Since Making a Murderer aired, the Internet has been divided into camps who believe Avery and Dassey are innocent, or guilty. Like every Internet debate, both sides are completely certain of their conclusions, and will spend hours on Reddit proving said conclusions for anyone who dares challenge them. But does any of that ever help with the actual case? According to Jerry Butig, one of Avery's defense attorneys, Internet sleuths may have uncovered a critical oversight that both he and his entire investigative team missed, concerning an evidence photo showing the spot where police recovered Halbach's car key from Avery's trailer. Butig told Rolling Stone that, while they did briefly wonder if it was really just a single key on the keyring, amateur web detectives quickly spotted a photo of Halbach's keyring that did, in fact, have multiple keys on it.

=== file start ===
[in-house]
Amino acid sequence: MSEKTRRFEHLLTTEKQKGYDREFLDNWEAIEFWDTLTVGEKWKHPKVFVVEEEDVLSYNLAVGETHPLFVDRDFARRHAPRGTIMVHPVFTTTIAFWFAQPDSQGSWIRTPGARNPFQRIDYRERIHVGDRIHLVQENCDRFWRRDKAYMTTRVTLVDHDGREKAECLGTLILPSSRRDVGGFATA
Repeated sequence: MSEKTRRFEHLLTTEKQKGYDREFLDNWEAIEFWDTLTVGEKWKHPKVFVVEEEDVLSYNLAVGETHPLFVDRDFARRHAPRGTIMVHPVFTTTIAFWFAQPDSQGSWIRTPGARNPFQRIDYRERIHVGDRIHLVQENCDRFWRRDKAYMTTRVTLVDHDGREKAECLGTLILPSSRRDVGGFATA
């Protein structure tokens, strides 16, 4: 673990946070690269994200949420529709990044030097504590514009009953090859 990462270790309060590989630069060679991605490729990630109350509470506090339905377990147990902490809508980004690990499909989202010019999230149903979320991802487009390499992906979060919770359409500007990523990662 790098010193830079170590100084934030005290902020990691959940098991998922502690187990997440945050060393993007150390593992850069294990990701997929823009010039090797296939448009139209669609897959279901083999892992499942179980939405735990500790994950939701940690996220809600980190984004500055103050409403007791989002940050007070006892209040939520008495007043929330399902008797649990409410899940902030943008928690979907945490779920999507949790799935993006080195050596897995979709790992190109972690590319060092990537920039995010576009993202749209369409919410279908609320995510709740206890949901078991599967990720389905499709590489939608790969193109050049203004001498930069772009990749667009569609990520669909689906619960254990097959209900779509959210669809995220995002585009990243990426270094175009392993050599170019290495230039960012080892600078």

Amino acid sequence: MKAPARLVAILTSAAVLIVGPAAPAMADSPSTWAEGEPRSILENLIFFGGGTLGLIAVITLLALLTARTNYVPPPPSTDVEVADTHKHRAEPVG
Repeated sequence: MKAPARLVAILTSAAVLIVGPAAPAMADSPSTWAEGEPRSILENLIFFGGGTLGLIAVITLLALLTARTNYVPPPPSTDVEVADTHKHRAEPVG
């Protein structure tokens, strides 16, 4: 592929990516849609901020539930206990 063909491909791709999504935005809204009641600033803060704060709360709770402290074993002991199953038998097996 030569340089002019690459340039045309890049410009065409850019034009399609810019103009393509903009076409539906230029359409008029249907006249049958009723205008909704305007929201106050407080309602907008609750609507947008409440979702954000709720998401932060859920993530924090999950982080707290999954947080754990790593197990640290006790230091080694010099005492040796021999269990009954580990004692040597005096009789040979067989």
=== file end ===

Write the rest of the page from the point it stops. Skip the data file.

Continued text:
Will the new episodes pick up on this disparity? And will Zellner use both photos to argue that evidence may have been tampered with, which could lead to a new trial?

Are they going to do more with Teresa Halbach's cell phone records?

One of the glaring omissions from Avery's murder trial was an in-depth investigation into Teresa Halbach's cell phone records. If either the defense or prosecution dug deeply into them, season one only glossed over a few facts. There were voicemails that got deleted after her presumed time of death, as well as testimony from her ex-boyfriend that he and her roommate hacked into her online phone account, supposedly to aid the investigation into her disappearance. And now, Zellner suggests that Halbach was in communication with a convicted sex offender just two days before her murder, and the police never tracked down or questioned him.